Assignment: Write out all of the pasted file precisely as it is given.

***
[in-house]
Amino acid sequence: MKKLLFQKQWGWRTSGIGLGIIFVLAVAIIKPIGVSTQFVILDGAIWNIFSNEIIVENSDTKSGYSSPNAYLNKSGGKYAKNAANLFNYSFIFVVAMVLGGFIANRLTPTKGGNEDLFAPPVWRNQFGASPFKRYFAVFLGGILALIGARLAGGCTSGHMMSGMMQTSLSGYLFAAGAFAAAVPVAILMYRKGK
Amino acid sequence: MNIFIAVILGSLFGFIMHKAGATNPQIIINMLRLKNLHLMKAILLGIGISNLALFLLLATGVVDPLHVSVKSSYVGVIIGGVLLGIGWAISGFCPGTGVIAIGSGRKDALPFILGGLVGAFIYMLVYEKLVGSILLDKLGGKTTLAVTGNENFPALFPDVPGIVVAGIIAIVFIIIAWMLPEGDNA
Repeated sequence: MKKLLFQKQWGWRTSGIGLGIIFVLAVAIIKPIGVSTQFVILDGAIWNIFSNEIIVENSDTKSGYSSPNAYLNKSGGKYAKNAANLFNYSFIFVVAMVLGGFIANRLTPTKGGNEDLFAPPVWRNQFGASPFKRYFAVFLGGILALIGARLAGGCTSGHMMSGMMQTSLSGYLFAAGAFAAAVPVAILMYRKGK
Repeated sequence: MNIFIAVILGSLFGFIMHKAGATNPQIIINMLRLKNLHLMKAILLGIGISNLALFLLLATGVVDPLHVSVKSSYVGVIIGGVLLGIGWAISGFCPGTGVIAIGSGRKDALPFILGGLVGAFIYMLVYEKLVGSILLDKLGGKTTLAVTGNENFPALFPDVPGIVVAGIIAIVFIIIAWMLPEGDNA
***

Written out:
[in-house]
Amino acid sequence: MKKLLFQKQWGWRTSGIGLGIIFVLAVAIIKPIGVSTQFVILDGAIWNIFSNEIIVENSDTKSGYSSPNAYLNKSGGKYAKNAANLFNYSFIFVVAMVLGGFIANRLTPTKGGNEDLFAPPVWRNQFGASPFKRYFAVFLGGILALIGARLAGGCTSGHMMSGMMQTSLSGYLFAAGAFAAAVPVAILMYRKGK
Amino acid sequence: MNIFIAVILGSLFGFIMHKAGATNPQIIINMLRLKNLHLMKAILLGIGISNLALFLLLATGVVDPLHVSVKSSYVGVIIGGVLLGIGWAISGFCPGTGVIAIGSGRKDALPFILGGLVGAFIYMLVYEKLVGSILLDKLGGKTTLAVTGNENFPALFPDVPGIVVAGIIAIVFIIIAWMLPEGDNA
Repeated sequence: MKKLLFQKQWGWRTSGIGLGIIFVLAVAIIKPIGVSTQFVILDGAIWNIFSNEIIVENSDTKSGYSSPNAYLNKSGGKYAKNAANLFNYSFIFVVAMVLGGFIANRLTPTKGGNEDLFAPPVWRNQFGASPFKRYFAVFLGGILALIGARLAGGCTSGHMMSGMMQTSLSGYLFAAGAFAAAVPVAILMYRKGK
Repeated sequence: MNIFIAVILGSLFGFIMHKAGATNPQIIINMLRLKNLHLMKAILLGIGISNLALFLLLATGVVDPLHVSVKSSYVGVIIGGVLLGIGWAISGFCPGTGVIAIGSGRKDALPFILGGLVGAFIYMLVYEKLVGSILLDKLGGKTTLAVTGNENFPALFPDVPGIVVAGIIAIVFIIIAWMLPEGDNA